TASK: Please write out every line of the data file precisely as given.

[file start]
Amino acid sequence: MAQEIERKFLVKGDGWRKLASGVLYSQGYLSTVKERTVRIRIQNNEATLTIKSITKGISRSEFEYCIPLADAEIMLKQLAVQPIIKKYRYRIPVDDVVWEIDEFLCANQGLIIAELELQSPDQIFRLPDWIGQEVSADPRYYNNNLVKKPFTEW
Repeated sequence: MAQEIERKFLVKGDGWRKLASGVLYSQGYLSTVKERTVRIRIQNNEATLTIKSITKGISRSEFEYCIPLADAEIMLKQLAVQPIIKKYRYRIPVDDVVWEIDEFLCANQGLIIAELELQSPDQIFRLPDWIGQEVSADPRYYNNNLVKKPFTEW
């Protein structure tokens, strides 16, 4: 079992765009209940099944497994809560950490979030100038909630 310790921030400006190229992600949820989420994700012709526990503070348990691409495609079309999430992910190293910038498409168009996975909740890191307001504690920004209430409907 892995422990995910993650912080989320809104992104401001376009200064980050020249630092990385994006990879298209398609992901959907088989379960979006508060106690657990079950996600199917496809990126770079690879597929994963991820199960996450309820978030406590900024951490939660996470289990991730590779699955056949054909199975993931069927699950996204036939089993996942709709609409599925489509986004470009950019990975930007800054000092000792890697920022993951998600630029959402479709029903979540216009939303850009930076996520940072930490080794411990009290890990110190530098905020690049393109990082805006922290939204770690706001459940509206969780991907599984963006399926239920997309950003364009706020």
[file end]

Amino acid sequence: MAQEIERKFLVKGDGWRKLASGVLYSQGYLSTVKERTVRIRIQNNEATLTIKSITKGISRSEFEYCIPLADAEIMLKQLAVQPIIKKYRYRIPVDDVVWEIDEFLCANQGLIIAELELQSPDQIFRLPDWIGQEVSADPRYYNNNLVKKPFTEW
Repeated sequence: MAQEIERKFLVKGDGWRKLASGVLYSQGYLSTVKERTVRIRIQNNEATLTIKSITKGISRSEFEYCIPLADAEIMLKQLAVQPIIKKYRYRIPVDDVVWEIDEFLCANQGLIIAELELQSPDQIFRLPDWIGQEVSADPRYYNNNLVKKPFTEW
């Protein structure tokens, strides 16, 4: 079992765009209940099944497994809560950490979030100038909630 310790921030400006190229992600949820989420994700012709526990503070348990691409495609079309999430992910190293910038498409168009996975909740890191307001504690920004209430409907 892995422990995910993650912080989320809104992104401001376009200064980050020249630092990385994006990879298209398609992901959907088989379960979006508060106690657990079950996600199917496809990126770079690879597929994963991820199960996450309820978030406590900024951490939660996470289990991730590779699955056949054909199975993931069927699950996204036939089993996942709709609409599925489509986004470009950019990975930007800054000092000792890697920022993951998600630029959402479709029903979540216009939303850009930076996520940072930490080794411990009290890990110190530098905020690049393109990082805006922290939204770690706001459940509206969780991907599984963006399926239920997309950003364009706020």